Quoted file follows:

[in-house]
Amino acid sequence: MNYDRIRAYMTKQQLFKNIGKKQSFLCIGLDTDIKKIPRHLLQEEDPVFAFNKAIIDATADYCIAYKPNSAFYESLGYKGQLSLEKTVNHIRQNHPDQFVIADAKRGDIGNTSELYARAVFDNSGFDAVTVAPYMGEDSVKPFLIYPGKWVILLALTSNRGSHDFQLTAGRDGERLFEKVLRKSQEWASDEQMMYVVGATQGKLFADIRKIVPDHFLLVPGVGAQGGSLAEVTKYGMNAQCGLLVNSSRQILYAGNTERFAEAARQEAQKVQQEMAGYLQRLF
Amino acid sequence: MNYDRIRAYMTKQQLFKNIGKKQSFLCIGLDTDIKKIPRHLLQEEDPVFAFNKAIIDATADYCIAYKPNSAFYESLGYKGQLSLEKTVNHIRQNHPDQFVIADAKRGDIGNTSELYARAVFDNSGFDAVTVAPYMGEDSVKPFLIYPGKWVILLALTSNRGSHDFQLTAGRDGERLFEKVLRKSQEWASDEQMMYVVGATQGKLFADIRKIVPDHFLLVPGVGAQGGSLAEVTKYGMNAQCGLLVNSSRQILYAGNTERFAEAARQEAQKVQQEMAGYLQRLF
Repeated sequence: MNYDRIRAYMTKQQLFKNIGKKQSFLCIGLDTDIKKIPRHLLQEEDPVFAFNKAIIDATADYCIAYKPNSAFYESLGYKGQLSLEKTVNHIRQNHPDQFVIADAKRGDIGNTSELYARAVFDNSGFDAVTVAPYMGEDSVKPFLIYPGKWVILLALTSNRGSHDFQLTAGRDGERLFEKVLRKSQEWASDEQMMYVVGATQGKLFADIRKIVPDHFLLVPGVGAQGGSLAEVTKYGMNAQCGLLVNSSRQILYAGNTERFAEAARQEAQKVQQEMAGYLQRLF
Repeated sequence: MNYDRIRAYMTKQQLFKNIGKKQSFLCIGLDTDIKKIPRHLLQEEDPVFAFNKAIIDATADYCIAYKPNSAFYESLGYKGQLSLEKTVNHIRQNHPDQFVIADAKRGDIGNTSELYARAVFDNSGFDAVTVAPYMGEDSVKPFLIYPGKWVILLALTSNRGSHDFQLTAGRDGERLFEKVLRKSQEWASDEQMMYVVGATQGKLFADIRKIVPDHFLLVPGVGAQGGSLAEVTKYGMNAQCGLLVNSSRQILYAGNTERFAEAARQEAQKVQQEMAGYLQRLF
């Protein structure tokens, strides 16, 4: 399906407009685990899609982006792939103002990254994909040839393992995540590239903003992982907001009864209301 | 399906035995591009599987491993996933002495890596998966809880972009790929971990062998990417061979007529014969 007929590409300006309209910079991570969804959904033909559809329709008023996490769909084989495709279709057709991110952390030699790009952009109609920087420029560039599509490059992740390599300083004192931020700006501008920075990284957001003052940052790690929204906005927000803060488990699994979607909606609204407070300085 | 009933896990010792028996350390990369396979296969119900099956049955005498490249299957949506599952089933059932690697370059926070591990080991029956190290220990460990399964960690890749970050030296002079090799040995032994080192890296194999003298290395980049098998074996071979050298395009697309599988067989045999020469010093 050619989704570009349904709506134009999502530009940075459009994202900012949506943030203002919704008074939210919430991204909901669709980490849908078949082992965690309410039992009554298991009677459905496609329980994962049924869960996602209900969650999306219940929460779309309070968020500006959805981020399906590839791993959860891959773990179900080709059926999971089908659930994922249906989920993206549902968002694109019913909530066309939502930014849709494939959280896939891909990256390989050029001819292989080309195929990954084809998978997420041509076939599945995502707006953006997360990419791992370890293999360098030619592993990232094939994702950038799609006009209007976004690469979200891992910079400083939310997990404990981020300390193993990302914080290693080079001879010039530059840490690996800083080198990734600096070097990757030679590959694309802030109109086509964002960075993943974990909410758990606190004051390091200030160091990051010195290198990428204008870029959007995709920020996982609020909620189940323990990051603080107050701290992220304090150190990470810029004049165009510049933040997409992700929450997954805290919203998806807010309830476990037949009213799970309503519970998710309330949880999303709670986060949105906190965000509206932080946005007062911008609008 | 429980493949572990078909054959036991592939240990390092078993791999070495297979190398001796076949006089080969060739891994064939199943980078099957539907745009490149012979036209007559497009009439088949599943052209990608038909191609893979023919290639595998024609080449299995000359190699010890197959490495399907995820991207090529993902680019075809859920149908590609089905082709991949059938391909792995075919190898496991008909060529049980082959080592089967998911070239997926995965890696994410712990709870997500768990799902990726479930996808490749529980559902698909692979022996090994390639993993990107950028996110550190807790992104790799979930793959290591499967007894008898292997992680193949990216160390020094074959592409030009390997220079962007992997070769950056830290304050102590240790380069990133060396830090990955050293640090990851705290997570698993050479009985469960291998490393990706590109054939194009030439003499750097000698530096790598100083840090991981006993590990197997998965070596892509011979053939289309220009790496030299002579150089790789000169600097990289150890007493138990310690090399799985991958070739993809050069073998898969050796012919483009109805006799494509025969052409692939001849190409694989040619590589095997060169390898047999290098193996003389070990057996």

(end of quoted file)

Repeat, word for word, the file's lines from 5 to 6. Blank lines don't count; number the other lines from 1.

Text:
Repeated sequence: MNYDRIRAYMTKQQLFKNIGKKQSFLCIGLDTDIKKIPRHLLQEEDPVFAFNKAIIDATADYCIAYKPNSAFYESLGYKGQLSLEKTVNHIRQNHPDQFVIADAKRGDIGNTSELYARAVFDNSGFDAVTVAPYMGEDSVKPFLIYPGKWVILLALTSNRGSHDFQLTAGRDGERLFEKVLRKSQEWASDEQMMYVVGATQGKLFADIRKIVPDHFLLVPGVGAQGGSLAEVTKYGMNAQCGLLVNSSRQILYAGNTERFAEAARQEAQKVQQEMAGYLQRLF
């Protein structure tokens, strides 16, 4: 399906407009685990899609982006792939103002990254994909040839393992995540590239903003992982907001009864209301 | 399906035995591009599987491993996933002495890596998966809880972009790929971990062998990417061979007529014969 007929590409300006309209910079991570969804959904033909559809329709008023996490769909084989495709279709057709991110952390030699790009952009109609920087420029560039599509490059992740390599300083004192931020700006501008920075990284957001003052940052790690929204906005927000803060488990699994979607909606609204407070300085 | 009933896990010792028996350390990369396979296969119900099956049955005498490249299957949506599952089933059932690697370059926070591990080991029956190290220990460990399964960690890749970050030296002079090799040995032994080192890296194999003298290395980049098998074996071979050298395009697309599988067989045999020469010093 050619989704570009349904709506134009999502530009940075459009994202900012949506943030203002919704008074939210919430991204909901669709980490849908078949082992965690309410039992009554298991009677459905496609329980994962049924869960996602209900969650999306219940929460779309309070968020500006959805981020399906590839791993959860891959773990179900080709059926999971089908659930994922249906989920993206549902968002694109019913909530066309939502930014849709494939959280896939891909990256390989050029001819292989080309195929990954084809998978997420041509076939599945995502707006953006997360990419791992370890293999360098030619592993990232094939994702950038799609006009209007976004690469979200891992910079400083939310997990404990981020300390193993990302914080290693080079001879010039530059840490690996800083080198990734600096070097990757030679590959694309802030109109086509964002960075993943974990909410758990606190004051390091200030160091990051010195290198990428204008870029959007995709920020996982609020909620189940323990990051603080107050701290992220304090150190990470810029004049165009510049933040997409992700929450997954805290919203998806807010309830476990037949009213799970309503519970998710309330949880999303709670986060949105906190965000509206932080946005007062911008609008 | 429980493949572990078909054959036991592939240990390092078993791999070495297979190398001796076949006089080969060739891994064939199943980078099957539907745009490149012979036209007559497009009439088949599943052209990608038909191609893979023919290639595998024609080449299995000359190699010890197959490495399907995820991207090529993902680019075809859920149908590609089905082709991949059938391909792995075919190898496991008909060529049980082959080592089967998911070239997926995965890696994410712990709870997500768990799902990726479930996808490749529980559902698909692979022996090994390639993993990107950028996110550190807790992104790799979930793959290591499967007894008898292997992680193949990216160390020094074959592409030009390997220079962007992997070769950056830290304050102590240790380069990133060396830090990955050293640090990851705290997570698993050479009985469960291998490393990706590109054939194009030439003499750097000698530096790598100083840090991981006993590990197997998965070596892509011979053939289309220009790496030299002579150089790789000169600097990289150890007493138990310690090399799985991958070739993809050069073998898969050796012919483009109805006799494509025969052409692939001849190409694989040619590589095997060169390898047999290098193996003389070990057996």